Introduced by the EC a little less than a year ago, the CEfAE package will follow the regular EU parliamentary process (see Figure 2 below). The end goal? Have the texts enter into force at the end of the first quarter of 2019. Thus, the negotiation process has just begun before any obligations affect the Members States. For each regulation or directive (for example the Energy Efficiency Directive), the Parliament and the Council of the EU will spend 2017 to formulate their opinions on these texts internally. As of today, discussions within both the Parliament and the Council are progressing. Draft reports were published on all legislative documents (8 texts) at the Parliament. In addition, the Member States’ Energy Ministers who, are part of the EU Council, agreed on a general approach on the Energy Efficiency and Energy Performance In Buildings directives. 2018 will be the year that the so-called trilogue between the Council of the EU, Parliament, and Commission will occur to negotiate the final scope of each text.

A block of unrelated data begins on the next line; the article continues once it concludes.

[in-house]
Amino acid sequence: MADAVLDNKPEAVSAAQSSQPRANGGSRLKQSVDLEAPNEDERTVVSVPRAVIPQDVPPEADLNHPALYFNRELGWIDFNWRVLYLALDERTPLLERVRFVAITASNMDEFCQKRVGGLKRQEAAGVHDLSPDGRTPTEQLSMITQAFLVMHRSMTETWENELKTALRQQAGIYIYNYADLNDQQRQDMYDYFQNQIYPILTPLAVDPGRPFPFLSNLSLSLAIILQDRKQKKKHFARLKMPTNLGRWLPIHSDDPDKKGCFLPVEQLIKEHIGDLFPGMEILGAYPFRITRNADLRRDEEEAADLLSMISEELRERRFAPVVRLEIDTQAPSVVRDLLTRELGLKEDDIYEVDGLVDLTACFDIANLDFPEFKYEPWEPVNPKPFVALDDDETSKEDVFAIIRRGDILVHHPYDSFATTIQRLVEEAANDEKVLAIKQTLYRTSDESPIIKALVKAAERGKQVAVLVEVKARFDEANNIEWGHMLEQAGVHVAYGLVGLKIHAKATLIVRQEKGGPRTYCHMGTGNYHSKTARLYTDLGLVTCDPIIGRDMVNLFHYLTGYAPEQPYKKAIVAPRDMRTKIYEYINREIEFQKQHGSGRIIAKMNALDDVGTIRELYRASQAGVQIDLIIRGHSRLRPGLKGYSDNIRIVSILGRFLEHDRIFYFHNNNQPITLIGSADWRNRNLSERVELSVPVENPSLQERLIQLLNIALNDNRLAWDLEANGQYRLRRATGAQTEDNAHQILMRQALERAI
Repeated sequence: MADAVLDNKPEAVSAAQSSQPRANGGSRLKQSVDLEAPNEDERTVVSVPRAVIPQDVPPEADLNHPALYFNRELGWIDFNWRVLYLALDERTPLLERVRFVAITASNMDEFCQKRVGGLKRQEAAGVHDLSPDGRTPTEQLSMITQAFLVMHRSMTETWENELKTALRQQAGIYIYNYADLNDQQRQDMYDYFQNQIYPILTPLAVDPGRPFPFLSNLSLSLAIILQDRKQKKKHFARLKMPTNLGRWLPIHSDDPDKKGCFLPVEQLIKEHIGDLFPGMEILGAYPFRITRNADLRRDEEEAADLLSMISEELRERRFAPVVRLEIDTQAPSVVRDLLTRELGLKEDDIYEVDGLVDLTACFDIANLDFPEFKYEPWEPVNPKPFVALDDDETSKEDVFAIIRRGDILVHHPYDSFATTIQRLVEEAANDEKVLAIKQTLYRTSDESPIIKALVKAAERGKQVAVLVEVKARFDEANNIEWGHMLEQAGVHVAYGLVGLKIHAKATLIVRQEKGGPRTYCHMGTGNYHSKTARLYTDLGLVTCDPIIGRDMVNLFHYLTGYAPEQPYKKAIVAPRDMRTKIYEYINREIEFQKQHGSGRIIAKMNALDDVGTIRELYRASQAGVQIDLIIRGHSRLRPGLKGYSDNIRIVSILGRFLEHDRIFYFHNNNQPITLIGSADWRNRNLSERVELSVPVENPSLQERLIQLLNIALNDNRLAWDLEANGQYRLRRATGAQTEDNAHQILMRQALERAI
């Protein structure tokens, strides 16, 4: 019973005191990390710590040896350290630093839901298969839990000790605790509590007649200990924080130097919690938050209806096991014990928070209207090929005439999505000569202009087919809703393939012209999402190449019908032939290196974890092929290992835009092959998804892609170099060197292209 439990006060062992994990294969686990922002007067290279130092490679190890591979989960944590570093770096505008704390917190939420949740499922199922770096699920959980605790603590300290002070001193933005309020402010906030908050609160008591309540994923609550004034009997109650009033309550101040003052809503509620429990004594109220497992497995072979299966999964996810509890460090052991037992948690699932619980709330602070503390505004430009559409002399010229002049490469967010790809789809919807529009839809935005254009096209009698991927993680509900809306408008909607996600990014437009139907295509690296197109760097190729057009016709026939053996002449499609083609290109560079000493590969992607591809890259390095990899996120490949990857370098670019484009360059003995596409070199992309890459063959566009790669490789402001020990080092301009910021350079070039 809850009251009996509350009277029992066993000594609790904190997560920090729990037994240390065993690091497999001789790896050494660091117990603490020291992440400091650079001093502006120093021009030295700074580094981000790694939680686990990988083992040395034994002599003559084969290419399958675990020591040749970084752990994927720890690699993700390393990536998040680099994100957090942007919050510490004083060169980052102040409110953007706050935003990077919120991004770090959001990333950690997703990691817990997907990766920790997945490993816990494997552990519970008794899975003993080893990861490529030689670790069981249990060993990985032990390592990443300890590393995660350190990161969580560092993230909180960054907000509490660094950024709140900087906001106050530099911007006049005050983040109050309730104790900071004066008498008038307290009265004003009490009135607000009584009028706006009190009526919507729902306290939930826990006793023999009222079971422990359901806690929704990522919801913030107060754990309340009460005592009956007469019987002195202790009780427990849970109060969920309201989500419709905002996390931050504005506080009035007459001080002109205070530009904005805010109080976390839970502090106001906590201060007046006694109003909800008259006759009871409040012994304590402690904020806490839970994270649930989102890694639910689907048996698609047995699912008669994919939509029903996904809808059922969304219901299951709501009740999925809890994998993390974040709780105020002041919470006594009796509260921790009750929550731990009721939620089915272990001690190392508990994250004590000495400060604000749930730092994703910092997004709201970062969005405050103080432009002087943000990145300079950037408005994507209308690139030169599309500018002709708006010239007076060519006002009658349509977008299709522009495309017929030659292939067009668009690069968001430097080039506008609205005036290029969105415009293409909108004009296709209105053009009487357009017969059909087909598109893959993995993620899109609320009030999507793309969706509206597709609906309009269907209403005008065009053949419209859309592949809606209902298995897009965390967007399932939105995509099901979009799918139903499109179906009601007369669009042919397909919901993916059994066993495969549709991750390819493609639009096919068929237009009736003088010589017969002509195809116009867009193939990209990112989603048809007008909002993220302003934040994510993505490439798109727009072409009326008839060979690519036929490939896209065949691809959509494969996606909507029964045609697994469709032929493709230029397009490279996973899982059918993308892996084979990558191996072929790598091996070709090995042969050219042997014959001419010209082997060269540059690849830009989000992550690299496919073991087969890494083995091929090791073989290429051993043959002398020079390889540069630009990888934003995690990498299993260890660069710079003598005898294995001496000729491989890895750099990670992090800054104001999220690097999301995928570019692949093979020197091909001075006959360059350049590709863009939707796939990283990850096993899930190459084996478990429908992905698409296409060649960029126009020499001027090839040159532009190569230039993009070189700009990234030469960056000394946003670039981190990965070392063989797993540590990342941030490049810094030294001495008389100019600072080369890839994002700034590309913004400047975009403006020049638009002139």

Figure 2 – Parliamentary process of the legislations of the CEfAE package

 

That said, unforeseen developments can still be expected for such a mammoth institutional process, probably on both the content and timeframe. Numerous assertive interests will involve close examination of how the negotiation unfolds in the coming months. It is pivotal for companies to grasp this developing energy context to prepare their strategic operations for the impending political changes! With these white papers, Greenfish will pave the way for your understanding on this hot topic. Will the time constraint push politicians to dilute the overall package ambitions or will it allow for the emergence of new EU energy pioneers? Stay tuned as we will look at how this package is met by politicians and businesses alike, specifically on the upcoming views on key texts such as the Renewable Energy Directive or the Electricity Market Regulation.

Toutia Daryoush – Junior Environmental Consultant at Greenfish
Quentin Lancrenon – Project Analyst at Greenfish